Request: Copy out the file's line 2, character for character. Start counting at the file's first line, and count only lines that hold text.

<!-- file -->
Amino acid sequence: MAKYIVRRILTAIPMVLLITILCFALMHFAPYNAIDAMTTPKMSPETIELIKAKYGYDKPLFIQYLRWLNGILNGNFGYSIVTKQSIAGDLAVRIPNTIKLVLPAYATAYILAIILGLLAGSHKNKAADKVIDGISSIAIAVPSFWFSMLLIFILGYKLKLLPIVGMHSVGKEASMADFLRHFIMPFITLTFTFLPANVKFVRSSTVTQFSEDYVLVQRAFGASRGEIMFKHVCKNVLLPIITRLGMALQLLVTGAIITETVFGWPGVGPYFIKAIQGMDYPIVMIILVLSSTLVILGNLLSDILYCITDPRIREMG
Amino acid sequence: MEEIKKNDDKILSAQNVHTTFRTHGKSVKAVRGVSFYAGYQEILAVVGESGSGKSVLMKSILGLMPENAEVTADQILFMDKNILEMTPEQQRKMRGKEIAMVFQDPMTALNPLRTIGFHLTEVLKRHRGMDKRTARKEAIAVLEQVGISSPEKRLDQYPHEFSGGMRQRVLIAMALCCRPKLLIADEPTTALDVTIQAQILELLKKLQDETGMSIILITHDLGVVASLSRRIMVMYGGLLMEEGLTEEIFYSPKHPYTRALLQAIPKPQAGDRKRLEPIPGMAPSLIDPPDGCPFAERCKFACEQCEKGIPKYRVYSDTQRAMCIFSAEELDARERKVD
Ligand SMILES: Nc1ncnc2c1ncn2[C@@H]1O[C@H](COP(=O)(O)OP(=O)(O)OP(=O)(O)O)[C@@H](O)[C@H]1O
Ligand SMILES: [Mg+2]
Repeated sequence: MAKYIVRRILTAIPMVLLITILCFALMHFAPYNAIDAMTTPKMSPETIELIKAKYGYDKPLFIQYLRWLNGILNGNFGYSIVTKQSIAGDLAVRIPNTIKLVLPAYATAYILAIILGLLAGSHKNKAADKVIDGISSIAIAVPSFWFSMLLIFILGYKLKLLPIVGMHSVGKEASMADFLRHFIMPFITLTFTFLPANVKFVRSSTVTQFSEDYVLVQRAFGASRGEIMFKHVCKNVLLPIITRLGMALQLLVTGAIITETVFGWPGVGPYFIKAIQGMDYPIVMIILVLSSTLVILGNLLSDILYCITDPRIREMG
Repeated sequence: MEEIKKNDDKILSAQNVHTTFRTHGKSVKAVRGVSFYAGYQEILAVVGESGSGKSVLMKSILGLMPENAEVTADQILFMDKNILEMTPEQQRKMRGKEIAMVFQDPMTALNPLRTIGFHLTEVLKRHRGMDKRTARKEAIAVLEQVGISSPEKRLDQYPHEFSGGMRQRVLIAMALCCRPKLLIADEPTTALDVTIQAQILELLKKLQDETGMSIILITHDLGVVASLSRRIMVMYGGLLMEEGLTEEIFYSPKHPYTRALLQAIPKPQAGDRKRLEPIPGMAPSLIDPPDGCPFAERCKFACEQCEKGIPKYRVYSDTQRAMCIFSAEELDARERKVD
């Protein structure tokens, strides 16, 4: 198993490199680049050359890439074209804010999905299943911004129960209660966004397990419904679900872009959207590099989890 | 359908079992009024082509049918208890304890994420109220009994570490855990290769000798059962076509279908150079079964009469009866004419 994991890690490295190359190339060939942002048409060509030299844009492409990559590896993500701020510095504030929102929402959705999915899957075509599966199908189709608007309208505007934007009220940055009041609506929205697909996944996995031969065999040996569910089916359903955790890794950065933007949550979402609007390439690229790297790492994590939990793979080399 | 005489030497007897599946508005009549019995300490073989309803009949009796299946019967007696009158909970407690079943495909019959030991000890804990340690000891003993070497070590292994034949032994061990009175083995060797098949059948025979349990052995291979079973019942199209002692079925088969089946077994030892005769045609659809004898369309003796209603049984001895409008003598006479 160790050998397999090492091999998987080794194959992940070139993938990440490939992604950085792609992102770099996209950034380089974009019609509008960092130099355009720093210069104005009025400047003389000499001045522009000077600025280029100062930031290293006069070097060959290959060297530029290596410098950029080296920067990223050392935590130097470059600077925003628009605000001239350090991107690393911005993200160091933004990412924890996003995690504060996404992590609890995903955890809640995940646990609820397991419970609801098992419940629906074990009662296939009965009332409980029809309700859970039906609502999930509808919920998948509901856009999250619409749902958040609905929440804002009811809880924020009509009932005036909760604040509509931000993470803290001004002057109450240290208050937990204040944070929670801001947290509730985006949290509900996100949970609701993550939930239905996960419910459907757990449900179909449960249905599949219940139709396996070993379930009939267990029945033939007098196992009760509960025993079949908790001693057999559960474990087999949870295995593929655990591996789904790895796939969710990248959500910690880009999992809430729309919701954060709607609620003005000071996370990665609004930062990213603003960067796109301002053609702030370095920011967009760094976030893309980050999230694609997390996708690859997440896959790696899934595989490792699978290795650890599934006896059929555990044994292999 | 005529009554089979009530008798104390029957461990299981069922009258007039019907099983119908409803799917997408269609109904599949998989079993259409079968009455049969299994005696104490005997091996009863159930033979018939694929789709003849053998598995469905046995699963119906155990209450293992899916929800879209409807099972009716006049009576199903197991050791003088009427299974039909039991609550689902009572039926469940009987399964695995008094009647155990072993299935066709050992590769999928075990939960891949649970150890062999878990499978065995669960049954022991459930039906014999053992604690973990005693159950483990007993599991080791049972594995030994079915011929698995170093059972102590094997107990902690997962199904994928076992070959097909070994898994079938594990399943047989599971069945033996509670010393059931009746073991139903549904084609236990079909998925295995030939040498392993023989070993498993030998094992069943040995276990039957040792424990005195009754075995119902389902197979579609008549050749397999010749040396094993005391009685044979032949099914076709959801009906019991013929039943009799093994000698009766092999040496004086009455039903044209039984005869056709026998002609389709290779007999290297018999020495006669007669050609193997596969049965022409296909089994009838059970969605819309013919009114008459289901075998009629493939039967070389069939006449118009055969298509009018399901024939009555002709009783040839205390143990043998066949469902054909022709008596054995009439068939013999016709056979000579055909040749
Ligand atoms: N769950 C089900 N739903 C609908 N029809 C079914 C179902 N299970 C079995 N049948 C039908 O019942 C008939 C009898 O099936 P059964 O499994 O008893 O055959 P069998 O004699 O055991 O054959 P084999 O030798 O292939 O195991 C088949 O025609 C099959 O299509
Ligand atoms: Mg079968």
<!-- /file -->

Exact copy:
Amino acid sequence: MEEIKKNDDKILSAQNVHTTFRTHGKSVKAVRGVSFYAGYQEILAVVGESGSGKSVLMKSILGLMPENAEVTADQILFMDKNILEMTPEQQRKMRGKEIAMVFQDPMTALNPLRTIGFHLTEVLKRHRGMDKRTARKEAIAVLEQVGISSPEKRLDQYPHEFSGGMRQRVLIAMALCCRPKLLIADEPTTALDVTIQAQILELLKKLQDETGMSIILITHDLGVVASLSRRIMVMYGGLLMEEGLTEEIFYSPKHPYTRALLQAIPKPQAGDRKRLEPIPGMAPSLIDPPDGCPFAERCKFACEQCEKGIPKYRVYSDTQRAMCIFSAEELDARERKVD